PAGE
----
Catch reporting

Catch reporting

Catch reporting is a part of Monitoring control and surveillance of Commercial fishing. Depending on national and local fisheries management practices, catch reports may reveal illegal fishing practices, or simply indicate that a given area is being overfished.

Manual Catch Reporting

The general industry practice is to write out a catch report on paper, and present it to a fisheries management official when they return to port. If information does not seem plausible to the official, the report may be verified by physical inspection of the catch. Alternatively, a suspicious vessel may need to carry an independent observer on future voyages.

emi-automated Catch Reporting

Some Vessel monitoring systems have features that collect, from keyboard input, the data that constitutes a catch report for the entire voyage. More advanced systems periodically transmit the current catch as electronic mail, so fisheries management centers can determine if a controlled area needs to be closed to further fishing.

While there is no standardization as yet for catch reports, a starting point came from an 1981 Conference of Experts [ [ Expert Consultation on Monitoring, Control and Surveillance Systems for Fisheries Management] ] :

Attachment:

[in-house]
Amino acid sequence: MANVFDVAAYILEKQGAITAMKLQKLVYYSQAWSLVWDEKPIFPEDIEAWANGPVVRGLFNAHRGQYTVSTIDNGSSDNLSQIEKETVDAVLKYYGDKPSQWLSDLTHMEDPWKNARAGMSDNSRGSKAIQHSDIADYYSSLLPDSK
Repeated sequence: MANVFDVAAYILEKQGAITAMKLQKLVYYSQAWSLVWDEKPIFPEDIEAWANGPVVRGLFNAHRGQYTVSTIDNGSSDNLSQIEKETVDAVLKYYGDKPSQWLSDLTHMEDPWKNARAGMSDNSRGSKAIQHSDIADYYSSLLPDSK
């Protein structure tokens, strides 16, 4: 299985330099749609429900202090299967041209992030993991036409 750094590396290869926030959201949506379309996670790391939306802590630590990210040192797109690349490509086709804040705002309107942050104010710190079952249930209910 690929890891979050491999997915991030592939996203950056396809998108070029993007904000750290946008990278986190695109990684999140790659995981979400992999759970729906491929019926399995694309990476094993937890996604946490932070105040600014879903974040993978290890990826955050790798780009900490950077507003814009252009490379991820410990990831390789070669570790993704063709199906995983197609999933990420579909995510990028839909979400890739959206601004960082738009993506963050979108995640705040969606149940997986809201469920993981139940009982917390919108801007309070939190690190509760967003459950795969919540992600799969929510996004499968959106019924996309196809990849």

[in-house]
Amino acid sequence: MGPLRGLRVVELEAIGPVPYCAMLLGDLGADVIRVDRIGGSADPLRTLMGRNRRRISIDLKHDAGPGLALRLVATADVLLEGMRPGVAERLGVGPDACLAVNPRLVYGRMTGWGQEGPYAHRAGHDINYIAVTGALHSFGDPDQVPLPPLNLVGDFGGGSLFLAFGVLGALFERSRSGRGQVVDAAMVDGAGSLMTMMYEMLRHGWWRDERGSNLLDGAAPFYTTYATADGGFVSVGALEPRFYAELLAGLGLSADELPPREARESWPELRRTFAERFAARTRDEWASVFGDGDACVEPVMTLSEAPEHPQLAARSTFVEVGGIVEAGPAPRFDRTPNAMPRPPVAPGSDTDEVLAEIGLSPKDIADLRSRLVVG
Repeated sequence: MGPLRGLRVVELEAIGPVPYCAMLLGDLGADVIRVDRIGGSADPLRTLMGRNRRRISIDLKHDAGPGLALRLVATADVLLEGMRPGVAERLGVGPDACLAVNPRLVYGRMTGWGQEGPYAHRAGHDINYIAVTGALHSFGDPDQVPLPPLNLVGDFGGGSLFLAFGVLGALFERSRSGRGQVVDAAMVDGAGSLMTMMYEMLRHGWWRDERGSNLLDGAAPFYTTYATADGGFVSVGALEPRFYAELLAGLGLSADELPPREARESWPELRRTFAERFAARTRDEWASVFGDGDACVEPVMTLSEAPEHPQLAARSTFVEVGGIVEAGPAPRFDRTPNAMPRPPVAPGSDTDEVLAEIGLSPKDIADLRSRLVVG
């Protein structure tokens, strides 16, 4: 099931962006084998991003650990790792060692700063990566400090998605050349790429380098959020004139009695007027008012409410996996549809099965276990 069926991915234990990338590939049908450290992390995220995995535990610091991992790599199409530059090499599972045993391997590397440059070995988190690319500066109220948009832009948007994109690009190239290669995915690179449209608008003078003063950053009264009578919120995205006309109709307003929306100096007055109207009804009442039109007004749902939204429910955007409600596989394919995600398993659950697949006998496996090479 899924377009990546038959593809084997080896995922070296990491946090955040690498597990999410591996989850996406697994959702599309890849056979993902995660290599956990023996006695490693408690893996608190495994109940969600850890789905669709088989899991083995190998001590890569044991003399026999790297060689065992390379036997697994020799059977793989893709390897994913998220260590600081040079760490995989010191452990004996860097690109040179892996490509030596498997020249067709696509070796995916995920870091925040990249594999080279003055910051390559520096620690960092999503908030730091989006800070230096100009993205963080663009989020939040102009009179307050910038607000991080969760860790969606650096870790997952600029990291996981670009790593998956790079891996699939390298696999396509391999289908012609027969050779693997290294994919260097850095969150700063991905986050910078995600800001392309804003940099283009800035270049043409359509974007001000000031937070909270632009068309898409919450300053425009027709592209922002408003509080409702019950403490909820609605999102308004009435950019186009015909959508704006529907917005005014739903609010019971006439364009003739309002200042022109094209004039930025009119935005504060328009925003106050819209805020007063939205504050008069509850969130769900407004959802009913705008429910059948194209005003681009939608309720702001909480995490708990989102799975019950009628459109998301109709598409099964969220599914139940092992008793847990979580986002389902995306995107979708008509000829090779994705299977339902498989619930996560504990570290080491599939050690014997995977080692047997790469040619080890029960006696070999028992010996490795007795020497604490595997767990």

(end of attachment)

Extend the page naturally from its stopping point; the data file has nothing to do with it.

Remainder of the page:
* Catch on entry to each controlled area
* Weekly catch
* Transshipment
* Port of landing
* Catch on exiting a controlled area
* Days at sea
* Daily time at sea
* Seasonal catch limits
* Per-trip catch limits
* Limits on catch within certain areas
* Individual (vessel) transferable quotas
* Minimum or maximum fish (or shellfish) sizes

This was extended, in 1993, to include: [ "Community-based fishery management: towards the restoration of traditional practices in the South Pacific", "Marine Policy" 17(2): 108-117 1993] to include the measurement of:
* catch
* species composition
* fishing effort
* Bycatch (i.e., species unintentionally caught, such as dolphins in tuna fishery)
* area of operations

A number of programs require tracking of days at sea (DAS) for a given vessel. They may require tracking the total cumulative catch of a given fishery.

Major Trends

Where the local fishery economy permits, perhaps with international funding, near-real-time catch reporting will become a basic feature of vessel management systems. Software at fisheries management centers will cross-correlate VMS position information, catch reports, and spot inspection reports.


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